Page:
The red bank – autumn

Had loads of visits to the blog on Tuesday and thought I’d ‘gone viral’. Then realised it was possibly my dad because I’d just sent him the link.

Thanks so much though to everyone else who has visited recently and for all those who have left kind and happy comments.

Another addition here to the Red Bank – which I last took some pics of in spring. This time there are geraniums, sedums and roses in flower. All the roses came from cuttings from the one bush.

As before, the effort in relation to the garden is all down to my parents – I just took the photo – and pinched my Dad’s nice Nikon to do it. (As you can see I still need quite a bit of practise, but I was happy with the geranium shot.)

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11 thoughts on “The red bank – autumn

  1. Fabulous colours. I’d love to have geraniums here but I’ve not seen any so guess that they don’t flourish in a tropical climate. They are such happy flowers. Geranium oil is one of my favourite aromatherapy essences – mix it with rose oil and you have a bath made in heaven! 😀

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    • Sounds like a really nice idea. Have just spent two days painting – but not the fun type – the macro type where you get to paint the outside of a weatherboard house:< It's looking nice now but I had major muscle soreness last night and a little aromatherapy would have been a very good idea.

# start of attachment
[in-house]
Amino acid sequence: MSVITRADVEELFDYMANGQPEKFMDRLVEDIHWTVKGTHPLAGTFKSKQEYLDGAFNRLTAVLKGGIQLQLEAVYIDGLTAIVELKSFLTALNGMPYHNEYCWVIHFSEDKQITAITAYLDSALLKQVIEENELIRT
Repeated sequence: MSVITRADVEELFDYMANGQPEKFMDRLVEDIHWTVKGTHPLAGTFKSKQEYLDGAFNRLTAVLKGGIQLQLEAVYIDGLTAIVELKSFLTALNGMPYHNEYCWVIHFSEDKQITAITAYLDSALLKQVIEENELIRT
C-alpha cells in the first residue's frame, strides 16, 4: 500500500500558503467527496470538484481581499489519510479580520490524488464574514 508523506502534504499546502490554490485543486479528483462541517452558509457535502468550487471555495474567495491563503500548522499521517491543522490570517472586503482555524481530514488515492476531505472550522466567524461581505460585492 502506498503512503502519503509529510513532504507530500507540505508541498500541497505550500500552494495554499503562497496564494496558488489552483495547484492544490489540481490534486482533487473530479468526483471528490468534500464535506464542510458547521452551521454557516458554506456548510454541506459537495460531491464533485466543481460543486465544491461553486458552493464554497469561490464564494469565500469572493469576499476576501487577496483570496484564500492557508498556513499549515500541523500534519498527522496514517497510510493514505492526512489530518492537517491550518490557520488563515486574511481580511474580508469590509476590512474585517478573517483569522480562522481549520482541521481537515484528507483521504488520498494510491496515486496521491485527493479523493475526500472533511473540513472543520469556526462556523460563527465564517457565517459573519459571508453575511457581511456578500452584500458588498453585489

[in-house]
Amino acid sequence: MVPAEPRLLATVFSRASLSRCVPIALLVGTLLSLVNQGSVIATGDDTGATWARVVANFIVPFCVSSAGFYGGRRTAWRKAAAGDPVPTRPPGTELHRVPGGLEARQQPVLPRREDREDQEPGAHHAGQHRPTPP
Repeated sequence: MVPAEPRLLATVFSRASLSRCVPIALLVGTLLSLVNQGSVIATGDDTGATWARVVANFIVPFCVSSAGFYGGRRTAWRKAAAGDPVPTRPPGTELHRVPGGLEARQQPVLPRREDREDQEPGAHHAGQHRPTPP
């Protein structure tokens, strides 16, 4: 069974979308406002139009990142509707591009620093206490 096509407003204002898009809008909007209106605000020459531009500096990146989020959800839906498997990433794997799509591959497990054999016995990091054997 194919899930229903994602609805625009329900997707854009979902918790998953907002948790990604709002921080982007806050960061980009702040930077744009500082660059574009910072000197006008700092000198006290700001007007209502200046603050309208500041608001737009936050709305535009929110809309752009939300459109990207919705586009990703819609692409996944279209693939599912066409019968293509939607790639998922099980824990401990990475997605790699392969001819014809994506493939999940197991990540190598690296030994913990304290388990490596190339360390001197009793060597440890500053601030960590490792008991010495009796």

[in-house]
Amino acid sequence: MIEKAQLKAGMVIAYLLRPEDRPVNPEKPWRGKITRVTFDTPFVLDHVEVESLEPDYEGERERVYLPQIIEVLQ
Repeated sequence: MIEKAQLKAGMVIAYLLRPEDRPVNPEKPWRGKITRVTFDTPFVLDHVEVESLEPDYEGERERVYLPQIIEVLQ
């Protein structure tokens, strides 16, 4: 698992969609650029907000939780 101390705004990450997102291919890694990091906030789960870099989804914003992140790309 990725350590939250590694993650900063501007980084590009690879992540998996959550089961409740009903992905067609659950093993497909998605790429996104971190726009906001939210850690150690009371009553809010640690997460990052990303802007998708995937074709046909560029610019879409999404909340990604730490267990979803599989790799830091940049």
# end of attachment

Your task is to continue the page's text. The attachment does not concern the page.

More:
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    • Oh thanks for that! I was just a bit late getting that last hit of sun which makes everything glow. Will post some other pics soon. I have to do house painting this weekend. No blogging for me.. :<

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  2. Sedum is supposed to be very good for butterflies I think – we used to have Sedum spectabile in the garden in England. I haven’t seen it since I came to HK. If you get them maybe you could try some photos.

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    • We had some visitors come from the UK last weekend and when we drove into the farm a whole flurry of butterflies blew up around the cars. It was so ridiculously idyllic – like the start of a Pixar movie. I’ll have to have a look out for them again and see what they’re going for in the garden.

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    • I hope he might help me out with the Indonesia posts too – it will be great if we can co-write some. He is a wonderful chronicler of local and family histories so I know he’ll have some stories up his sleeve.

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